Many of these are young people. I worked for years in the NHS in a mental health capacity, and on a few really sad occasions I heard of clients forcibly being taken to cashpoints by drug dealers or loan sharks, where they were forced to empty their bank accounts of the benefits that had been paid in. This would leave the vulnerable client with no money left in their account to buy the basics to live for the next two weeks. Alone in a room with no support is no way for our vulnerable people to live in 2020.
You and I, Mr Speaker—and, I am sure, everybody in this House—are fortunate that we can take for granted being able to go to the fridge and have fresh milk, along with food to make a sandwich, clothing to put on our backs and a warm bed to sleep in. But when people are in a vulnerable position, it is hard when their finances are taken away from them. Just getting by, day to day, impacts on the trauma that some of these vulnerable people are already having to deal with.
It is vital that a stricter regime of checks and measures is imposed on landlords to ensure that safeguarding of clients is kept at the forefront. However, there are other issues that need to be addressed. For example, I find it concerning that, as things stand, the police are not consulted on planning applications for large HMOs. However, they are often called upon to deal with the issues that can arise from such dwellings. These houses cause concern in local communities that the inhabitants are likely to cause problems due to antisocial behaviour and other social problems. It is vital that the public living in and around the vicinity feel that they can live and integrate with the residents of houses in multiple occupancy safely and that community values are respected.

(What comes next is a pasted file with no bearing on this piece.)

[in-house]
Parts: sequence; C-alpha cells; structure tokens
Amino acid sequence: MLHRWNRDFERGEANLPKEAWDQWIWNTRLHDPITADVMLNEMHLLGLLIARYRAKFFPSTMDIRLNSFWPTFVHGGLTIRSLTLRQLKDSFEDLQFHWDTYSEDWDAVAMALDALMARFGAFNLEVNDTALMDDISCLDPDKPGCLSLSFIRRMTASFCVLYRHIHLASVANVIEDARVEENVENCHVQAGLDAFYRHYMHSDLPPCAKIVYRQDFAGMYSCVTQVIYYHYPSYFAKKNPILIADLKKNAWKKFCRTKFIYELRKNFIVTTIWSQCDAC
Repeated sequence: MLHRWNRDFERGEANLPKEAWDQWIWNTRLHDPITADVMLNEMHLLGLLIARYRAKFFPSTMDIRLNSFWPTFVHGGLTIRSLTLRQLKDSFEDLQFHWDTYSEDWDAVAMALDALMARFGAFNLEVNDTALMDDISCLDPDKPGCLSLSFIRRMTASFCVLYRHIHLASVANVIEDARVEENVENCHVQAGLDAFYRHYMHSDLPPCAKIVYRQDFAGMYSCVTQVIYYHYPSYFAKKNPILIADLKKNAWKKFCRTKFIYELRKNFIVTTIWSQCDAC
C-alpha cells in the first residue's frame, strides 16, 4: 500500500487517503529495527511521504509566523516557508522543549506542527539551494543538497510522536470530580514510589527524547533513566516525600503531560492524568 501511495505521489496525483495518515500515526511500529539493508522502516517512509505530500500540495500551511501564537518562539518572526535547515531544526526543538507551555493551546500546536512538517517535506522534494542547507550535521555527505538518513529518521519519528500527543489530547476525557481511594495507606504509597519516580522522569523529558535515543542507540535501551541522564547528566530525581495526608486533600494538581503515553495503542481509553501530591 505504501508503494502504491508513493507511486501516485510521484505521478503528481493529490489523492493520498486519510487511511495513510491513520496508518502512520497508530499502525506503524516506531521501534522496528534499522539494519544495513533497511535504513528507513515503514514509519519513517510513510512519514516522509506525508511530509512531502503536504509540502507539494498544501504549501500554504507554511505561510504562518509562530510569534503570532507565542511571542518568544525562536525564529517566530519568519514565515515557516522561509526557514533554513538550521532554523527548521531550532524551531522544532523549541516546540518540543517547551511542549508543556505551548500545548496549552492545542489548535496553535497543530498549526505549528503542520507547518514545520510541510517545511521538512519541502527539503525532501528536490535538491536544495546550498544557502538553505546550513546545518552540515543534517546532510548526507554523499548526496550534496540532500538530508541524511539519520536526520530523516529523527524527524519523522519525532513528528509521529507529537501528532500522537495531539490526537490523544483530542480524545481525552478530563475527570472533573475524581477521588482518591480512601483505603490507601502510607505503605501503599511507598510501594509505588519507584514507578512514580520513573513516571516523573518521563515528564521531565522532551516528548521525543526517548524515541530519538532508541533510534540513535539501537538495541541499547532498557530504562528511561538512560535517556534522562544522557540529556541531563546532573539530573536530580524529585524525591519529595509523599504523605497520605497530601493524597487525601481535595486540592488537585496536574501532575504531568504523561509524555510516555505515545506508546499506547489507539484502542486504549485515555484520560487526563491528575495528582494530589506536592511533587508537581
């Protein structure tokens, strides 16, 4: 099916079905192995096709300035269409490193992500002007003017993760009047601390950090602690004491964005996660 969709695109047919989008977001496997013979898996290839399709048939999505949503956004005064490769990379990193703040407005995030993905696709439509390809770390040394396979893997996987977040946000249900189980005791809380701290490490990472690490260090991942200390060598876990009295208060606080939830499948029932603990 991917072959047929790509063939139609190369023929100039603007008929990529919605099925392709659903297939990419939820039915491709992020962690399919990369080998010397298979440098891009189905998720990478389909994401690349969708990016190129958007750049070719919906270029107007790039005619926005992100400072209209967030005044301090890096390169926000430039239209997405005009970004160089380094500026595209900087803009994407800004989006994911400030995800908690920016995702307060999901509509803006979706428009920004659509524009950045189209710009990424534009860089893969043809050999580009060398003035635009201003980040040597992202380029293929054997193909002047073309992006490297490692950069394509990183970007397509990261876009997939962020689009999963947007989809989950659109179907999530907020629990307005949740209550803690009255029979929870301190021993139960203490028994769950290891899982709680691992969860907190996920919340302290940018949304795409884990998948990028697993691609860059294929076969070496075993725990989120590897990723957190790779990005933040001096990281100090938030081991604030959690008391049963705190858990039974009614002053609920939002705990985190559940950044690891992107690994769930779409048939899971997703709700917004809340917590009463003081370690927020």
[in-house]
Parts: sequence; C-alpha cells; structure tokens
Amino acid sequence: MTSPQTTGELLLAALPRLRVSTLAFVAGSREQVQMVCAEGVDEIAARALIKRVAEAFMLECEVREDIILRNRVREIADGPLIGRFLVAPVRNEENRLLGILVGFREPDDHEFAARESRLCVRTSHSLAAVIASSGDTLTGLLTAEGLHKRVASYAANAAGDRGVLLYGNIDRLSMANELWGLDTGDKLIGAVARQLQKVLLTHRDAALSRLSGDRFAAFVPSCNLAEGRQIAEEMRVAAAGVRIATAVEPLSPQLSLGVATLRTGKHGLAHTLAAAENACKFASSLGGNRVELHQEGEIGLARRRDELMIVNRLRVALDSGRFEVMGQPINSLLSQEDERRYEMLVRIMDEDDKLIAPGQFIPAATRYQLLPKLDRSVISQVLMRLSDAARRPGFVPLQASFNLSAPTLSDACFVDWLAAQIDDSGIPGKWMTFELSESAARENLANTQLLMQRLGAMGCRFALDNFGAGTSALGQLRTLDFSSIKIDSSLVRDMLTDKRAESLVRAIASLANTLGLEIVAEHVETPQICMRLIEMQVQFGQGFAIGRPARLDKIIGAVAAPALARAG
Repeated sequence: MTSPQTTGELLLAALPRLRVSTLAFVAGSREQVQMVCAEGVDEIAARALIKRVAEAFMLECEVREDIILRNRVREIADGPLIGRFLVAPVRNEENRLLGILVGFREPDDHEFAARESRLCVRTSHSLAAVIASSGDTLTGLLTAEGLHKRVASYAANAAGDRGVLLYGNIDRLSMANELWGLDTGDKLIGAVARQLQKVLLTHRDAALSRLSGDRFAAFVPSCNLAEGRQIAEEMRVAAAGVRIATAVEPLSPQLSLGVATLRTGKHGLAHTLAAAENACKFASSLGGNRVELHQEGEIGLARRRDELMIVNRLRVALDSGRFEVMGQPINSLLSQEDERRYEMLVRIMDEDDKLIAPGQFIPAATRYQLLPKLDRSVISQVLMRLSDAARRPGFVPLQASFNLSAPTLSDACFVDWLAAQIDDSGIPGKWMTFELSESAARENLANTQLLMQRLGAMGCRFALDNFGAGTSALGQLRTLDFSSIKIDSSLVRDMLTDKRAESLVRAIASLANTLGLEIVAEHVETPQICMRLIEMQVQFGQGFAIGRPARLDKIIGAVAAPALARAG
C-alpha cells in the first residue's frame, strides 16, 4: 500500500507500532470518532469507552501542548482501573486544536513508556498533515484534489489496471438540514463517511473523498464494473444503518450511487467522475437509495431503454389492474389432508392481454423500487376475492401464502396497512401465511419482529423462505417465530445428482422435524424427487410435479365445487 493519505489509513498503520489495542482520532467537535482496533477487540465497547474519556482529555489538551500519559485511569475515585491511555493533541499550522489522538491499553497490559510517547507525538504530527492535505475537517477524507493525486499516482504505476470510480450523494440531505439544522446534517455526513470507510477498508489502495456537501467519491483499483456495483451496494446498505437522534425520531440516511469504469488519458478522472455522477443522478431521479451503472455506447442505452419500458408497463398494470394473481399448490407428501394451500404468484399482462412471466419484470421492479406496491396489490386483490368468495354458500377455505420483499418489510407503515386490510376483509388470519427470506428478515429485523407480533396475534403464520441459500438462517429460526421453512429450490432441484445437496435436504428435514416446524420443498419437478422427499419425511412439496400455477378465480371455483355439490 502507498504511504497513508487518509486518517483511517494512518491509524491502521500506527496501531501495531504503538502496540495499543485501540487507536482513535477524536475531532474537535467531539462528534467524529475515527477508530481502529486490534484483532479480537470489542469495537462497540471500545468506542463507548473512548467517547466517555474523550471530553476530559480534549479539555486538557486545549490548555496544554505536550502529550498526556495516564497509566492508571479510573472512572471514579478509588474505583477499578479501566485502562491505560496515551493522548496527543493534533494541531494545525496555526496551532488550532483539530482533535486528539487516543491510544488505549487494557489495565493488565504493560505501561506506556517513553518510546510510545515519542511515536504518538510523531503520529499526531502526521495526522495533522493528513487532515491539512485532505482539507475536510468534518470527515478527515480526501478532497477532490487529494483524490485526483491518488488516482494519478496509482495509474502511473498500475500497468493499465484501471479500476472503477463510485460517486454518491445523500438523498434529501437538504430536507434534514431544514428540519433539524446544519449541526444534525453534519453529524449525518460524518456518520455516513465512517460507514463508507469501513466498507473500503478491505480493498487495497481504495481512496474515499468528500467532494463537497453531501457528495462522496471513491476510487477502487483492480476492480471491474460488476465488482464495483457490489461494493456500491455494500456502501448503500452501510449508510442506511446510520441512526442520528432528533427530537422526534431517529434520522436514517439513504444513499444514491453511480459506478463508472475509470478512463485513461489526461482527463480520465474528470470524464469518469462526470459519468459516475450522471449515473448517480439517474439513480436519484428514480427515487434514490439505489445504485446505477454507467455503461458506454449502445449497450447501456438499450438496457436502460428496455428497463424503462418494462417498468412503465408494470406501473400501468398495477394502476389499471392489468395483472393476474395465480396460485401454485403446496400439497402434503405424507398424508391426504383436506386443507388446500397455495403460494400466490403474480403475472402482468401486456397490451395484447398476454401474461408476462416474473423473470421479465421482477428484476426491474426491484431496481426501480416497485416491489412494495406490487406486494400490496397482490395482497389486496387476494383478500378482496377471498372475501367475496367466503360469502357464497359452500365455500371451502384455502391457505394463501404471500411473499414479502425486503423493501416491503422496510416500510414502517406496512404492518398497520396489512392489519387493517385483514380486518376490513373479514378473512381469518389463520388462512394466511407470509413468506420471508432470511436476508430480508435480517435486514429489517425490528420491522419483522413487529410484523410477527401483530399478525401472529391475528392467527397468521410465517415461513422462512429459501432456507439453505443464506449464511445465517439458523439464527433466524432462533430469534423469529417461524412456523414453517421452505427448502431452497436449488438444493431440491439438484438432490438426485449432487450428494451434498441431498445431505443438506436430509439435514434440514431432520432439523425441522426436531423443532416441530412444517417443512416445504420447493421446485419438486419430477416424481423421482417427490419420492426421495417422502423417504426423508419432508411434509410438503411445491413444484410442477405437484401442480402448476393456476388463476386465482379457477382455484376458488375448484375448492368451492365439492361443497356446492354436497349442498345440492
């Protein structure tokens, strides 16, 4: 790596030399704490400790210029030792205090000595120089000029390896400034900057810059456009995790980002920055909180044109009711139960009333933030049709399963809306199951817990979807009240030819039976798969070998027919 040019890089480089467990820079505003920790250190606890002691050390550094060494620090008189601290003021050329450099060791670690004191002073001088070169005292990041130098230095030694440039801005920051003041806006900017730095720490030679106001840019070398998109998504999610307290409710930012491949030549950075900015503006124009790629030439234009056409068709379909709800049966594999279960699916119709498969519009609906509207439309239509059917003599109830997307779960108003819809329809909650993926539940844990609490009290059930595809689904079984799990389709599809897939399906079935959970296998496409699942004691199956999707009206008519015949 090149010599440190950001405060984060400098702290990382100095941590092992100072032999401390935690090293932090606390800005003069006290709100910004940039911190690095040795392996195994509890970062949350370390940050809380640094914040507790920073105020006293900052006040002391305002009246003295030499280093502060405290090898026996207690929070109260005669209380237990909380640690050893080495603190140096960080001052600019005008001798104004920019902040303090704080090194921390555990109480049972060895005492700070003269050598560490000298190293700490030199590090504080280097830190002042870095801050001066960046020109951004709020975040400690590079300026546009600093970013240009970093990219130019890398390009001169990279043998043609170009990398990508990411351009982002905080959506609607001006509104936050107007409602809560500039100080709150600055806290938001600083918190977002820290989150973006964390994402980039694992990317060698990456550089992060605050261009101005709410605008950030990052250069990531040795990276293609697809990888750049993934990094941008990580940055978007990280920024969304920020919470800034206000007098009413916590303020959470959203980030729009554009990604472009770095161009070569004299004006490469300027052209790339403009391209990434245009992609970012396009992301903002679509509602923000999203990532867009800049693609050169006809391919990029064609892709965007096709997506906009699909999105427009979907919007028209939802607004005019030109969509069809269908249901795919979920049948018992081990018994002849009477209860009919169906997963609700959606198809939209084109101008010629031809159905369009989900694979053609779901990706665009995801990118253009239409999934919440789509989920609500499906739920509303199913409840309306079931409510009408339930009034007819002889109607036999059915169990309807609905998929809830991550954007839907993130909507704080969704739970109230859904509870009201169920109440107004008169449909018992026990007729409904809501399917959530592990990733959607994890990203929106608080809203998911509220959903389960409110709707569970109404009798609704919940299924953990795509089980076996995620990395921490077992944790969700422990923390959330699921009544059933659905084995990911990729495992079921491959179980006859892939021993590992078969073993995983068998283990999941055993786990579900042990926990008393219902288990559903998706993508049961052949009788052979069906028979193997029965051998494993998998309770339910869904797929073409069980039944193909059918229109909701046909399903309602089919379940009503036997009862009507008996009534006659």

I would like to see, as a result of this legislation, greater powers to local authorities to deal with both the development and governance of houses in multiple occupancy. Requiring large HMOs to provide a nominated person to be responsible for the residents living there on a 24/7 basis would allow a point of contact for the authorities and the local community to highlight issues and, where possible, address them in a way that safeguards both the individuals and the local community.
I understand that not all HMOs exploit their tenants, and I also understand that there are other reasons why, for people wanting to live in small, cheap units close to facilities, they may be attractive. But I wish to ensure that they are not used as a method of housing vulnerable people in substandard accommodation with no regard for their mental or physical wellbeing or the needs of the local community. I want to ensure that someone being able to buy a house in a sub-prime area and divide it into multiple bedrooms, while showing absolutely no care for the individual or the local residents, becomes a thing of the past. I would like to see a balance given to the community, so that clients feel safe and part of that community, and the public living in and around the vicinities of houses of multiple occupancy feel that they can live and integrate with the clients, with respect and safeguarding for all.
Question put and agreed to.
Ian Levy accordingly presented the Bill.
Bill read the First time; to be read a Second time on Friday